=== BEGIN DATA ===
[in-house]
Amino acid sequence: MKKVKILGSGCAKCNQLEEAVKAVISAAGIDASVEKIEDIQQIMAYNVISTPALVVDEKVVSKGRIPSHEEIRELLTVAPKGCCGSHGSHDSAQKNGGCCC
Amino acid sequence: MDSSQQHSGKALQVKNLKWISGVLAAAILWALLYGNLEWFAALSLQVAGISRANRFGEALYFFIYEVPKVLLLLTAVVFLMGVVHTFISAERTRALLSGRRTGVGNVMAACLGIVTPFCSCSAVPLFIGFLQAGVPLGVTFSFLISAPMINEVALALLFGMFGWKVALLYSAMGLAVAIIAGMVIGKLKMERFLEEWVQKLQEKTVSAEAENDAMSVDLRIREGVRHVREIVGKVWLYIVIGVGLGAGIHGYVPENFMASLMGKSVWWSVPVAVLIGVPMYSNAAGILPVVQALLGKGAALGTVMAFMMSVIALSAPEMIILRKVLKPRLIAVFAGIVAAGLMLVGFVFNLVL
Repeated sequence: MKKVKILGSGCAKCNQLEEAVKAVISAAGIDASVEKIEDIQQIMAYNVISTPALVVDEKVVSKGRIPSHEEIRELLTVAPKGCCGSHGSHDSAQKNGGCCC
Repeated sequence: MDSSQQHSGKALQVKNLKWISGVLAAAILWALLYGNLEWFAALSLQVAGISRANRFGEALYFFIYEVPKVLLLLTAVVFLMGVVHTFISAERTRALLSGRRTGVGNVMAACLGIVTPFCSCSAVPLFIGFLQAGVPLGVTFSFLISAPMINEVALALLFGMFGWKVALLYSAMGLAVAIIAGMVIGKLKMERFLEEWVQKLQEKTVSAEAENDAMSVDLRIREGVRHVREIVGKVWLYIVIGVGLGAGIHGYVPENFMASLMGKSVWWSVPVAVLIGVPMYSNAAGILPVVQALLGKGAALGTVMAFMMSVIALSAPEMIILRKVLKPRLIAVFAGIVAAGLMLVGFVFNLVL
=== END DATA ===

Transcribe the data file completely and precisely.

[in-house]
Amino acid sequence: MKKVKILGSGCAKCNQLEEAVKAVISAAGIDASVEKIEDIQQIMAYNVISTPALVVDEKVVSKGRIPSHEEIRELLTVAPKGCCGSHGSHDSAQKNGGCCC
Amino acid sequence: MDSSQQHSGKALQVKNLKWISGVLAAAILWALLYGNLEWFAALSLQVAGISRANRFGEALYFFIYEVPKVLLLLTAVVFLMGVVHTFISAERTRALLSGRRTGVGNVMAACLGIVTPFCSCSAVPLFIGFLQAGVPLGVTFSFLISAPMINEVALALLFGMFGWKVALLYSAMGLAVAIIAGMVIGKLKMERFLEEWVQKLQEKTVSAEAENDAMSVDLRIREGVRHVREIVGKVWLYIVIGVGLGAGIHGYVPENFMASLMGKSVWWSVPVAVLIGVPMYSNAAGILPVVQALLGKGAALGTVMAFMMSVIALSAPEMIILRKVLKPRLIAVFAGIVAAGLMLVGFVFNLVL
Repeated sequence: MKKVKILGSGCAKCNQLEEAVKAVISAAGIDASVEKIEDIQQIMAYNVISTPALVVDEKVVSKGRIPSHEEIRELLTVAPKGCCGSHGSHDSAQKNGGCCC
Repeated sequence: MDSSQQHSGKALQVKNLKWISGVLAAAILWALLYGNLEWFAALSLQVAGISRANRFGEALYFFIYEVPKVLLLLTAVVFLMGVVHTFISAERTRALLSGRRTGVGNVMAACLGIVTPFCSCSAVPLFIGFLQAGVPLGVTFSFLISAPMINEVALALLFGMFGWKVALLYSAMGLAVAIIAGMVIGKLKMERFLEEWVQKLQEKTVSAEAENDAMSVDLRIREGVRHVREIVGKVWLYIVIGVGLGAGIHGYVPENFMASLMGKSVWWSVPVAVLIGVPMYSNAAGILPVVQALLGKGAALGTVMAFMMSVIALSAPEMIILRKVLKPRLIAVFAGIVAAGLMLVGFVFNLVL